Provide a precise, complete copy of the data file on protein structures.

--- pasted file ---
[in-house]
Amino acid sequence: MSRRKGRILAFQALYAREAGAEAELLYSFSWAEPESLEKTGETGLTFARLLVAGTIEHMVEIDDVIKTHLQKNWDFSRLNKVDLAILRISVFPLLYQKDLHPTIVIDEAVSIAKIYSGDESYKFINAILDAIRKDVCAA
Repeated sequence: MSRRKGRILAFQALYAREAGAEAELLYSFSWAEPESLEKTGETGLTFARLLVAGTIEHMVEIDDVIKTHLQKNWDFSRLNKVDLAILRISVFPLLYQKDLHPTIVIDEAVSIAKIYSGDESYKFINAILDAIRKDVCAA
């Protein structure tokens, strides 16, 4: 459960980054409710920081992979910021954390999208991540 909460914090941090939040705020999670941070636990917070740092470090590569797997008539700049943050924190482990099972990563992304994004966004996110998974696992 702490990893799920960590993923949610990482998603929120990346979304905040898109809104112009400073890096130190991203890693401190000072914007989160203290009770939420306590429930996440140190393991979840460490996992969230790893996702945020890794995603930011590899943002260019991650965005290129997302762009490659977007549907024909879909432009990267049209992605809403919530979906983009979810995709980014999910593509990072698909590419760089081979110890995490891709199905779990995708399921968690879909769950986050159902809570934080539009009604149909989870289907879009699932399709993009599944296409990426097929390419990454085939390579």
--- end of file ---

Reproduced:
[in-house]
Amino acid sequence: MSRRKGRILAFQALYAREAGAEAELLYSFSWAEPESLEKTGETGLTFARLLVAGTIEHMVEIDDVIKTHLQKNWDFSRLNKVDLAILRISVFPLLYQKDLHPTIVIDEAVSIAKIYSGDESYKFINAILDAIRKDVCAA
Repeated sequence: MSRRKGRILAFQALYAREAGAEAELLYSFSWAEPESLEKTGETGLTFARLLVAGTIEHMVEIDDVIKTHLQKNWDFSRLNKVDLAILRISVFPLLYQKDLHPTIVIDEAVSIAKIYSGDESYKFINAILDAIRKDVCAA
């Protein structure tokens, strides 16, 4: 459960980054409710920081992979910021954390999208991540 909460914090941090939040705020999670941070636990917070740092470090590569797997008539700049943050924190482990099972990563992304994004966004996110998974696992 702490990893799920960590993923949610990482998603929120990346979304905040898109809104112009400073890096130190991203890693401190000072914007989160203290009770939420306590429930996440140190393991979840460490996992969230790893996702945020890794995603930011590899943002260019991650965005290129997302762009490659977007549907024909879909432009990267049209992605809403919530979906983009979810995709980014999910593509990072698909590419760089081979110890995490891709199905779990995708399921968690879909769950986050159902809570934080539009009604149909989870289907879009699932399709993009599944296409990426097929390419990454085939390579």